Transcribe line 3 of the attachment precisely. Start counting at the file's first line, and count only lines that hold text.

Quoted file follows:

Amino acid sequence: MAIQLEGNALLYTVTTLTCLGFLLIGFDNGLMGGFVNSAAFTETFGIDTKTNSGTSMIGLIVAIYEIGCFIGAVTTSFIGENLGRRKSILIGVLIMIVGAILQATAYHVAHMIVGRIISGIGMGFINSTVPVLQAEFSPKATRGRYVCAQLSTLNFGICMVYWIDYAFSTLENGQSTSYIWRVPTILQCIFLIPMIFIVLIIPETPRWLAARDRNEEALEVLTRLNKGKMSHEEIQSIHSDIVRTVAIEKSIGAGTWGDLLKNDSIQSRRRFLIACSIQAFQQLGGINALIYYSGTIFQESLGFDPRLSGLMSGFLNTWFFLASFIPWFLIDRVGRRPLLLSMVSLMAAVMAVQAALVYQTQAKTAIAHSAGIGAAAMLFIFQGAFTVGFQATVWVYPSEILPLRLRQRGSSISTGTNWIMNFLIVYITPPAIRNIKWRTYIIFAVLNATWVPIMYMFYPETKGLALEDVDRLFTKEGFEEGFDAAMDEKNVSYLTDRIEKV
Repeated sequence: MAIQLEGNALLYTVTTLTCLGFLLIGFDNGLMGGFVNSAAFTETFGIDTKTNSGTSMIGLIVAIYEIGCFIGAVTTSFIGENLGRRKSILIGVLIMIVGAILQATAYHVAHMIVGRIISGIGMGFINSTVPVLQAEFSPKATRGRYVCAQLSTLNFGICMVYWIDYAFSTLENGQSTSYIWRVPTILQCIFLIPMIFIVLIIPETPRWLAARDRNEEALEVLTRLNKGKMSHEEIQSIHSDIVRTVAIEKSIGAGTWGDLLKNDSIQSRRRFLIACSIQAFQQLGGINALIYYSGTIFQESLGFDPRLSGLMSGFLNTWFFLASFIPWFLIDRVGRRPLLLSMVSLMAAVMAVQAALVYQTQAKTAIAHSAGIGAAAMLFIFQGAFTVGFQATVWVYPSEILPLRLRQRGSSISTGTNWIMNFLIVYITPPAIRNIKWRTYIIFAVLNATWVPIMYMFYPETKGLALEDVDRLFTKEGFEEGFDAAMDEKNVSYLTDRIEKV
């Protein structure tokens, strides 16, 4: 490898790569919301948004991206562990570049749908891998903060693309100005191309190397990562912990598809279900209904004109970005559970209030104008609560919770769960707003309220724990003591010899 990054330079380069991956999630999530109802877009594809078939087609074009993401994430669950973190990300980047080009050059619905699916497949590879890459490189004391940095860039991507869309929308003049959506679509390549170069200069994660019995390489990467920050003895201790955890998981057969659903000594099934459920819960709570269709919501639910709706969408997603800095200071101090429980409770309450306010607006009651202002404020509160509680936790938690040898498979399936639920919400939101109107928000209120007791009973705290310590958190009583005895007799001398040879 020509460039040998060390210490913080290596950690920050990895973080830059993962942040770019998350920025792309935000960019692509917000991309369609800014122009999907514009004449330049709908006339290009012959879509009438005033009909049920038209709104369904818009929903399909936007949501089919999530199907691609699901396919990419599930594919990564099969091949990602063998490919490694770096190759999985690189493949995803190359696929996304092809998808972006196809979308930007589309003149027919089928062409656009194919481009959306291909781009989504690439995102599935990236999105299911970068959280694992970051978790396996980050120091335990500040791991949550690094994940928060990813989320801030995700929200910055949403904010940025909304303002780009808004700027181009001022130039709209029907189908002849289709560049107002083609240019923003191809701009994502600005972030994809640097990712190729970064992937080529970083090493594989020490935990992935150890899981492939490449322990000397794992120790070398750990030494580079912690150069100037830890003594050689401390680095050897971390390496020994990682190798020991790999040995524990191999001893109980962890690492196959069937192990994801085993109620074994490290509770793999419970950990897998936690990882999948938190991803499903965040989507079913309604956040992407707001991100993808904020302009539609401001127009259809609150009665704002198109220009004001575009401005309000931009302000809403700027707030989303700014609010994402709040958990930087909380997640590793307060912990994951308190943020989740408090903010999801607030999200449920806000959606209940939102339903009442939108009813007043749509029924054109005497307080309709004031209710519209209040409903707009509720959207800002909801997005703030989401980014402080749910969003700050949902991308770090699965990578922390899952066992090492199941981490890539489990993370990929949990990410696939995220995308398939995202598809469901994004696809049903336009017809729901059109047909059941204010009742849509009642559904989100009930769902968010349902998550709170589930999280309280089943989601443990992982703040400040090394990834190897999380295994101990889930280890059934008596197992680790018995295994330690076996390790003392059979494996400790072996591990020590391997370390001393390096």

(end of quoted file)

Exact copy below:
């Protein structure tokens, strides 16, 4: 490898790569919301948004991206562990570049749908891998903060693309100005191309190397990562912990598809279900209904004109970005559970209030104008609560919770769960707003309220724990003591010899 990054330079380069991956999630999530109802877009594809078939087609074009993401994430669950973190990300980047080009050059619905699916497949590879890459490189004391940095860039991507869309929308003049959506679509390549170069200069994660019995390489990467920050003895201790955890998981057969659903000594099934459920819960709570269709919501639910709706969408997603800095200071101090429980409770309450306010607006009651202002404020509160509680936790938690040898498979399936639920919400939101109107928000209120007791009973705290310590958190009583005895007799001398040879 020509460039040998060390210490913080290596950690920050990895973080830059993962942040770019998350920025792309935000960019692509917000991309369609800014122009999907514009004449330049709908006339290009012959879509009438005033009909049920038209709104369904818009929903399909936007949501089919999530199907691609699901396919990419599930594919990564099969091949990602063998490919490694770096190759999985690189493949995803190359696929996304092809998808972006196809979308930007589309003149027919089928062409656009194919481009959306291909781009989504690439995102599935990236999105299911970068959280694992970051978790396996980050120091335990500040791991949550690094994940928060990813989320801030995700929200910055949403904010940025909304303002780009808004700027181009001022130039709209029907189908002849289709560049107002083609240019923003191809701009994502600005972030994809640097990712190729970064992937080529970083090493594989020490935990992935150890899981492939490449322990000397794992120790070398750990030494580079912690150069100037830890003594050689401390680095050897971390390496020994990682190798020991790999040995524990191999001893109980962890690492196959069937192990994801085993109620074994490290509770793999419970950990897998936690990882999948938190991803499903965040989507079913309604956040992407707001991100993808904020302009539609401001127009259809609150009665704002198109220009004001575009401005309000931009302000809403700027707030989303700014609010994402709040958990930087909380997640590793307060912990994951308190943020989740408090903010999801607030999200449920806000959606209940939102339903009442939108009813007043749509029924054109005497307080309709004031209710519209209040409903707009509720959207800002909801997005703030989401980014402080749910969003700050949902991308770090699965990578922390899952066992090492199941981490890539489990993370990929949990990410696939995220995308398939995202598809469901994004696809049903336009017809729901059109047909059941204010009742849509009642559904989100009930769902968010349902998550709170589930999280309280089943989601443990992982703040400040090394990834190897999380295994101990889930280890059934008596197992680790018995295994330690076996390790003392059979494996400790072996591990020590391997370390001393390096």